ETHICS IN PHOTOJOURNALISM

In class on Thursday Mr. Sternbach brought up the subject of ethics of photojournalism to gauge our opinions in the field on images published. He showed us some strong images from some rather well known photographers with some thought provoking questions as follow up.


The first image was this one from Julia Le Duc on the US-Mexico border. He wanted to know if the image was appropriate for publications and I personally believe so. Firstly there are no faces shown in the images, the bodies are face down in the water so their identities aren't revealed, and while some might argue that the images are too strong for news or paper publication, I believe there's something important about the shock value of the images. It will turn heads and bring attention to those that don't take the situation at the border serious.


Photo #2 is a staged image from Giovanni Troilo while he was creating a 10 photo series for World Press Photo. It was later disqualified after it was found out he lied about the context of the photo, using his cousin and setting up flashes in the car to create the image the way he wanted it. I believe some amount of staging and posing works in an image to tell a story to the best of your ability, but I think Giovanni was too attached to this image. Compound that with the fact that he lied to the publication about the way the photo was created and I think the disqualification is justified.


This photo by Philip Lorca Dicorcia was shot outside grand central terminal in 42nd street without this man's consent. It is street photography after all. Later on it was showcased in galleries and eventually sold for $10,000 at auction. When the man found out he tried to sue Philip for using his image without permission and lost in court, it was asked of us whether or not we feel it should be legal. I think so personally especially if it's street photography though if someone discovers images are made with their likeness without consent a portion of proceeds should go to them. Maybe 5-10% as compensation would work.


The next image was awarded a Pulitzer prize in 1980 but the photographer decided to remain nameless until 30 years later. Mr. Sternbach asked it we felt winners or grants and prizes should be mandated to give names when they're awarded. I believe it is fair for people to choose to remain anonymous, especially for a sensitive subject like this. A shooting captured in Iran, people being put down by a shooting squad. I can see the importance of the photographer choosing not to be named here. He was also a Muslim man, making this of even greater importance to him morally I'd imagine.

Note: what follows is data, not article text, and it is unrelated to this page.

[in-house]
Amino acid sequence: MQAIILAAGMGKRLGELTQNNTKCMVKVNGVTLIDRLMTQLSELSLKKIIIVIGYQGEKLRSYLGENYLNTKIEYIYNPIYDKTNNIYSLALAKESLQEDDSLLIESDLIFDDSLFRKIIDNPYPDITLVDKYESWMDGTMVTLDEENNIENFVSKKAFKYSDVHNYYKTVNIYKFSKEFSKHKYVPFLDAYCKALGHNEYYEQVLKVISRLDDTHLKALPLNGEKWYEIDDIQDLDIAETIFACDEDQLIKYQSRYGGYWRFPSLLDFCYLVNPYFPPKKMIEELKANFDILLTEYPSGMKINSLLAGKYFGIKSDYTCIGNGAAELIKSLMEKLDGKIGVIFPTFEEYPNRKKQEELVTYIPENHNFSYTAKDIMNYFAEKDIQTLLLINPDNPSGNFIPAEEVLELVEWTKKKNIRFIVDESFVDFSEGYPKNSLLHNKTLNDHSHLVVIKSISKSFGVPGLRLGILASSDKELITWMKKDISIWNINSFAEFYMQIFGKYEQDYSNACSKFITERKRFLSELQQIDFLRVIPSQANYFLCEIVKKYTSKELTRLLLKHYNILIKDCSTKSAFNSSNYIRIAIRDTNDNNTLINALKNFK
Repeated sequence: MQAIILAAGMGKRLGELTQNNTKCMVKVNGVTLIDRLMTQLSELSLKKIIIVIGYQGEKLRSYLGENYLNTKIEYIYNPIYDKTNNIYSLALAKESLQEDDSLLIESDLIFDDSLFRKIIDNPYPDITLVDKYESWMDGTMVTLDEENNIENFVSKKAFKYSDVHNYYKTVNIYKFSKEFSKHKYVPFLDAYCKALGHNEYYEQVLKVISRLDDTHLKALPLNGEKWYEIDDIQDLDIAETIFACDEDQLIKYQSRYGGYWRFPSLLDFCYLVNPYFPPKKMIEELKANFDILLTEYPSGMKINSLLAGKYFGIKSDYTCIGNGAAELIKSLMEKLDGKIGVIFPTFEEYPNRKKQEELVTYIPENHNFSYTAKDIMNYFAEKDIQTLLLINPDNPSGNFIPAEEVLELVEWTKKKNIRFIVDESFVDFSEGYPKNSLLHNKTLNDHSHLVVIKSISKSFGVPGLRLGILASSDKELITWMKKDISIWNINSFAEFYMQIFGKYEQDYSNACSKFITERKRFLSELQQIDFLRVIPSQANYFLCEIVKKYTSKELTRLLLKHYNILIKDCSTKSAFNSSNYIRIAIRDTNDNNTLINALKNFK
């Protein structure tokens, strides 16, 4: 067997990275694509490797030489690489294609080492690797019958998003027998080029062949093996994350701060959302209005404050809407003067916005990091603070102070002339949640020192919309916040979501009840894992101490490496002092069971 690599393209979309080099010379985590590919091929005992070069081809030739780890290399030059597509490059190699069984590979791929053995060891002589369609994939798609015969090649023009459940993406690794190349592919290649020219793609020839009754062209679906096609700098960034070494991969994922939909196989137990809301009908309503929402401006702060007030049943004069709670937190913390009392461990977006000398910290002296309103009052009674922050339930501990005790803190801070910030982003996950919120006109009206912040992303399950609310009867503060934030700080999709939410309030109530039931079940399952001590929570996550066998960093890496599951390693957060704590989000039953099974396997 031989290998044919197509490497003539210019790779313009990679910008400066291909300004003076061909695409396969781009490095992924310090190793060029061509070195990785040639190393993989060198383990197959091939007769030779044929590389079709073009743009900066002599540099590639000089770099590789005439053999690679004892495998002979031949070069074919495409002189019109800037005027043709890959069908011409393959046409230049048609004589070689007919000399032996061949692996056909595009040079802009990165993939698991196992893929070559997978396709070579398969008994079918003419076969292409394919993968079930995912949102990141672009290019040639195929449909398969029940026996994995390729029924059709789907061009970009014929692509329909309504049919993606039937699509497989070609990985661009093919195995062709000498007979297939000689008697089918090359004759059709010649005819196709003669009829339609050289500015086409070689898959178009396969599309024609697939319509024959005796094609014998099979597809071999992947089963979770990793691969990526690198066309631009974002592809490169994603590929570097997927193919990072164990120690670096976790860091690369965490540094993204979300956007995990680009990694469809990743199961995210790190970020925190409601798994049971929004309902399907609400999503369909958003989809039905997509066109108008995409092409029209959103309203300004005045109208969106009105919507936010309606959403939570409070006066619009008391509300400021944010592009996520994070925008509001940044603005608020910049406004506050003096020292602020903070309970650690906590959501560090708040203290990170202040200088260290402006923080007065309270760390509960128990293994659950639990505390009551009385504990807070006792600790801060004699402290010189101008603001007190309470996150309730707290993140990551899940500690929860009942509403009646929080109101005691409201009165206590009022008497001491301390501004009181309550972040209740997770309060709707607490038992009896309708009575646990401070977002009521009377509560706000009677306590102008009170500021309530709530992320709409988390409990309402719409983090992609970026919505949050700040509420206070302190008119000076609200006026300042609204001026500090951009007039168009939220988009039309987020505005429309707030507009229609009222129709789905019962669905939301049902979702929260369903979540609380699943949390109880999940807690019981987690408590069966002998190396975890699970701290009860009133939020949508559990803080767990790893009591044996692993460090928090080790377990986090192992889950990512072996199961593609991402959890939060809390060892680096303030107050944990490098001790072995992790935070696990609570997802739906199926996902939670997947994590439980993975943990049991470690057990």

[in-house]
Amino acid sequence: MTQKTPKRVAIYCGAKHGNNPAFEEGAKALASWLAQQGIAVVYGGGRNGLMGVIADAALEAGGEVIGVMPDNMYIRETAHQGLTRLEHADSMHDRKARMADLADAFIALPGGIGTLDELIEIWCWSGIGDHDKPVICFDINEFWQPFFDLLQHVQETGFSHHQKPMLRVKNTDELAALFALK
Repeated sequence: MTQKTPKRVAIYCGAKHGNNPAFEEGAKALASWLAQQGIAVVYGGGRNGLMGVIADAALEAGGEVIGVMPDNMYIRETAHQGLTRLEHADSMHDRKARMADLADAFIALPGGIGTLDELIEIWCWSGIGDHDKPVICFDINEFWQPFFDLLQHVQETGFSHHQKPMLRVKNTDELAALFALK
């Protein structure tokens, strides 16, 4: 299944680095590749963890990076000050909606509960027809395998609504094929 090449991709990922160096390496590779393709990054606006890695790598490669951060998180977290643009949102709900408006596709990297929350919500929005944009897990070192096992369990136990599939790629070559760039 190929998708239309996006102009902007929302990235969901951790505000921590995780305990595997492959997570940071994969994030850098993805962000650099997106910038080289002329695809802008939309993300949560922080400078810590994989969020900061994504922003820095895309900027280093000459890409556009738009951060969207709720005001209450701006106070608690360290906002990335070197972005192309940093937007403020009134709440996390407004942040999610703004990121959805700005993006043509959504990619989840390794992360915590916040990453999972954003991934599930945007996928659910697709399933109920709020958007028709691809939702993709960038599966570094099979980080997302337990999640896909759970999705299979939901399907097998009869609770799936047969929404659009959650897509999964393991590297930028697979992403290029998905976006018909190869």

This was my favorite of all the photos shown to us in class that day. Taken in Sudan in 1993 by Kevin Carter it was questioned whether or not the photographer taking an image like this should be compelled to act or intervene to save the child's life? Everybody in the class (including me) said yes. The photographer should prioritize helping over documenting in this situation, but after our discussion professor let us in on the fact that the father of the boy was standing directly to the right and was cropped out of the final image! I guess context makes a huge difference when judging the ethics of a published photo.

I think this image follows the same rules as the first one, there is no clear view of the child's face so I think it allows the image to be moving and informative while remaining ethical.

Next we were presented this image of Fabio Casartelli's death during a race in both colour and black and white and asked which one we felt was more graphic. I think keeping the colour in the image and allowing the reds in the blood and be as vibrant makes this version way more graphic and honestly, stronger in conveying a message than in black and white.

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